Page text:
There are many proposals floating around concerning when and how the major league season will begin. Several such plans include divisional alignments that go beyond the standard American and National Leagues that have been present for more than a century. The main point of difference still in play between the leagues is the presence of the designated hitter in the American League and the absence of the same in the National League. I think most fans would be in favor of tweaks to the division rules if those changes prove necessary for baseball to return this summer. While sticking to the interleague rule where the home ballpark dictates whether the designated hitter is in use might be feasible, given that the standard divisions don’t exist, going to a universal designated hitter might be an easier solution. It also might be slightly safer, helping to prevent pitcher injuries in a shortened season. But should a universal DH be adopted, NL teams will be at a significant disadvantage at the plate this season.
Our Depth Charts currently project National league teams for 291.5 WAR on the position player side, while the American League comes in at 314.3 WAR, a difference of 22.8 WAR. The main source of that difference is the designated hitter, where AL teams are projected for 27.1 WAR and 700 PA per team while NL teams are projected for 8.8 WAR and 300 PA per team. While those 300 PA are deemed part of the designated hitter category, in reality, it is mostly pinch hitting opportunities, which come without the positional adjustment associated with the designated hitter. With the positional adjustment, the NL WAR would actually be below replacement level. Of course, if NL teams were actually using the designated hitter, they would apportion playing time differently and also receive the same 700 plate appearances as the American League (for the purposes of this exercise and to ease understanding, we’ll just go with a normal 162-game season).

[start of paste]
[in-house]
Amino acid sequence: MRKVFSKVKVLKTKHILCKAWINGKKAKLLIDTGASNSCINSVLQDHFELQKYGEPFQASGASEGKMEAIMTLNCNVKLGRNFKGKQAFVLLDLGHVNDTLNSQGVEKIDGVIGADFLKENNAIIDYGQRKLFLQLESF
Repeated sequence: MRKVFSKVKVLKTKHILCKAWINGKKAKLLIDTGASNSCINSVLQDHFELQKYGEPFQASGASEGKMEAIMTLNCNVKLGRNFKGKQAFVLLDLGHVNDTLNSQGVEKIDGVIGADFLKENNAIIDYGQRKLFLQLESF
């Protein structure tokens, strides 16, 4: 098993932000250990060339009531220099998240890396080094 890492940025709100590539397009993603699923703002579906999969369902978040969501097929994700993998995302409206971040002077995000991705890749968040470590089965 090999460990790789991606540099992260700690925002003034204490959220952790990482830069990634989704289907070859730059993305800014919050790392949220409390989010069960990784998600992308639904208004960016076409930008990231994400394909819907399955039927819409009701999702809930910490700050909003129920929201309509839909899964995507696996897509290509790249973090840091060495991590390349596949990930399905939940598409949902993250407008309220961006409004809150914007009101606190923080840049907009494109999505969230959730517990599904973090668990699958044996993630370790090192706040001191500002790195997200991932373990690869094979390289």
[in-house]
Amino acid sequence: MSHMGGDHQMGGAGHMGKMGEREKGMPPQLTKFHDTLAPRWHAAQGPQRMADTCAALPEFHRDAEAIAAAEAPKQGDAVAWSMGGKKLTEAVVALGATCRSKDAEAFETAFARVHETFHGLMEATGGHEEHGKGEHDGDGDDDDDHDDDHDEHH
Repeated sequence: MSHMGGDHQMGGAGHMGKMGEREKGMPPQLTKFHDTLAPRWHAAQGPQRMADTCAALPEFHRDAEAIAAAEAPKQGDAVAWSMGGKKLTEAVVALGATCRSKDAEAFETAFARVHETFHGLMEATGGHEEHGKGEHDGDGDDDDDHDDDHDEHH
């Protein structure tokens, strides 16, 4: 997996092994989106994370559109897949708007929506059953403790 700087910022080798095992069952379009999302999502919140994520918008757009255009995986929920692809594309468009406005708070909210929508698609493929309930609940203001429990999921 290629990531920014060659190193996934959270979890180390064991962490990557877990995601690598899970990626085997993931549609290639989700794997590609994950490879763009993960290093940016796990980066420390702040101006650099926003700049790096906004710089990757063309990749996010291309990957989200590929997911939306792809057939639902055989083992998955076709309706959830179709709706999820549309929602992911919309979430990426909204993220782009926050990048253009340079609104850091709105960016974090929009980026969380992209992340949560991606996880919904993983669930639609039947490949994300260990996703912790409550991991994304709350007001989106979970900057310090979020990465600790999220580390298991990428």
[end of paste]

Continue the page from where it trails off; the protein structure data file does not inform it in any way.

On the fantasy side, Paul Sporer discussed which players might benefit from a universal DH. His piece is instructive on how teams might apportion the extra playing time available with a designated hitter. For our purposes, we’ll mostly use projections to guide how teams might use the DH, while I’ll do my best to insert a little bit of reality as well.
In the table below, you’ll see a number of columns that show how teams might benefit from the DH. The first two columns simply show the team and the player I chose to be that squad’s primary DH. Next, you’ll see that player’s projected playing time and WAR without the DH. Then, you’ll see that player’s projected WAR as a DH over 600 plate appearances, followed by an adjustment for our current DH projections in the depth chart. The penultimate column adds in the WAR benefits from the adjustment. For an example of how that plays out, say Ryan Braun and his current projection of 462 PA is moved to 600 PA at DH. Other players will take up those 462 PA and accumulate WAR there. The final column shows how much WAR a team might gain (or lose) in the projections if a universal DH is added.